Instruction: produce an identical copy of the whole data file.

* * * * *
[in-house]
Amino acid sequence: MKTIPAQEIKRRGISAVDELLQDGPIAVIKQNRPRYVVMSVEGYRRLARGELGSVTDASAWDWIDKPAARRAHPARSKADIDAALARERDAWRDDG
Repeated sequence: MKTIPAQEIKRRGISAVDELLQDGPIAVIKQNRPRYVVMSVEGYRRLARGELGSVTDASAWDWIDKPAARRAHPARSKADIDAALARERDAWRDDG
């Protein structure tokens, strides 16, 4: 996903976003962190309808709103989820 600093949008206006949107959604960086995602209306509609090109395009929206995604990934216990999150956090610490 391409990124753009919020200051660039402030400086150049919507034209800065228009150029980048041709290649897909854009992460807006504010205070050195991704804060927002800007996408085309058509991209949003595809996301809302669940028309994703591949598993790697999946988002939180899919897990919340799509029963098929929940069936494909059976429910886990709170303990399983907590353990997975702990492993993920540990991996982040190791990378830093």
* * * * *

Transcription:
[in-house]
Amino acid sequence: MKTIPAQEIKRRGISAVDELLQDGPIAVIKQNRPRYVVMSVEGYRRLARGELGSVTDASAWDWIDKPAARRAHPARSKADIDAALARERDAWRDDG
Repeated sequence: MKTIPAQEIKRRGISAVDELLQDGPIAVIKQNRPRYVVMSVEGYRRLARGELGSVTDASAWDWIDKPAARRAHPARSKADIDAALARERDAWRDDG
């Protein structure tokens, strides 16, 4: 996903976003962190309808709103989820 600093949008206006949107959604960086995602209306509609090109395009929206995604990934216990999150956090610490 391409990124753009919020200051660039402030400086150049919507034209800065228009150029980048041709290649897909854009992460807006504010205070050195991704804060927002800007996408085309058509991209949003595809996301809302669940028309994703591949598993790697999946988002939180899919897990919340799509029963098929929940069936494909059976429910886990709170303990399983907590353990997975702990492993993920540990991996982040190791990378830093």